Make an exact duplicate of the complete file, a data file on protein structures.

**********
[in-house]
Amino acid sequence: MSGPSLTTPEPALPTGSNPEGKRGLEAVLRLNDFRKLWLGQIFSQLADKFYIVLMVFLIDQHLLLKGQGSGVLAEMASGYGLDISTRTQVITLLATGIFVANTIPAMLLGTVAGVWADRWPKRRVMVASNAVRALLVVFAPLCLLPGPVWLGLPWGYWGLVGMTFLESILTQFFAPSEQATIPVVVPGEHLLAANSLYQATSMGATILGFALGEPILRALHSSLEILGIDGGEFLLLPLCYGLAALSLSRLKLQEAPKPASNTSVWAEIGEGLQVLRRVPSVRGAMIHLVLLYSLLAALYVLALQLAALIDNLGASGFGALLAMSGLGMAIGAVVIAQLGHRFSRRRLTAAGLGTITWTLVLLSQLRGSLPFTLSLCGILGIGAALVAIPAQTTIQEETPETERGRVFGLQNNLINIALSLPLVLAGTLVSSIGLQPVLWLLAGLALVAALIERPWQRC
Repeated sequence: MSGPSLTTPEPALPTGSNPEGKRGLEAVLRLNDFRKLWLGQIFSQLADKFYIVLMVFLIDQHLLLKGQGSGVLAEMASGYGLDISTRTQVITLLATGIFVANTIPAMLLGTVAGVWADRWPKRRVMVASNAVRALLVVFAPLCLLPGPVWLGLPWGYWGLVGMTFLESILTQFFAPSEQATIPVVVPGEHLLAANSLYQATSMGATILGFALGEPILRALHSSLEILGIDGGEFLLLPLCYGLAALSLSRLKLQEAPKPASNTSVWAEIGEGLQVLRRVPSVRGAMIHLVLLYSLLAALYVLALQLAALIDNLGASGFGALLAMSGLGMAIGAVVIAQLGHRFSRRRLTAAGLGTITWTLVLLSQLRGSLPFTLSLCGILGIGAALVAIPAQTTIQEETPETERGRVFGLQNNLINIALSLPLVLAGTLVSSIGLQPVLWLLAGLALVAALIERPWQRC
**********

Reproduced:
[in-house]
Amino acid sequence: MSGPSLTTPEPALPTGSNPEGKRGLEAVLRLNDFRKLWLGQIFSQLADKFYIVLMVFLIDQHLLLKGQGSGVLAEMASGYGLDISTRTQVITLLATGIFVANTIPAMLLGTVAGVWADRWPKRRVMVASNAVRALLVVFAPLCLLPGPVWLGLPWGYWGLVGMTFLESILTQFFAPSEQATIPVVVPGEHLLAANSLYQATSMGATILGFALGEPILRALHSSLEILGIDGGEFLLLPLCYGLAALSLSRLKLQEAPKPASNTSVWAEIGEGLQVLRRVPSVRGAMIHLVLLYSLLAALYVLALQLAALIDNLGASGFGALLAMSGLGMAIGAVVIAQLGHRFSRRRLTAAGLGTITWTLVLLSQLRGSLPFTLSLCGILGIGAALVAIPAQTTIQEETPETERGRVFGLQNNLINIALSLPLVLAGTLVSSIGLQPVLWLLAGLALVAALIERPWQRC
Repeated sequence: MSGPSLTTPEPALPTGSNPEGKRGLEAVLRLNDFRKLWLGQIFSQLADKFYIVLMVFLIDQHLLLKGQGSGVLAEMASGYGLDISTRTQVITLLATGIFVANTIPAMLLGTVAGVWADRWPKRRVMVASNAVRALLVVFAPLCLLPGPVWLGLPWGYWGLVGMTFLESILTQFFAPSEQATIPVVVPGEHLLAANSLYQATSMGATILGFALGEPILRALHSSLEILGIDGGEFLLLPLCYGLAALSLSRLKLQEAPKPASNTSVWAEIGEGLQVLRRVPSVRGAMIHLVLLYSLLAALYVLALQLAALIDNLGASGFGALLAMSGLGMAIGAVVIAQLGHRFSRRRLTAAGLGTITWTLVLLSQLRGSLPFTLSLCGILGIGAALVAIPAQTTIQEETPETERGRVFGLQNNLINIALSLPLVLAGTLVSSIGLQPVLWLLAGLALVAALIERPWQRC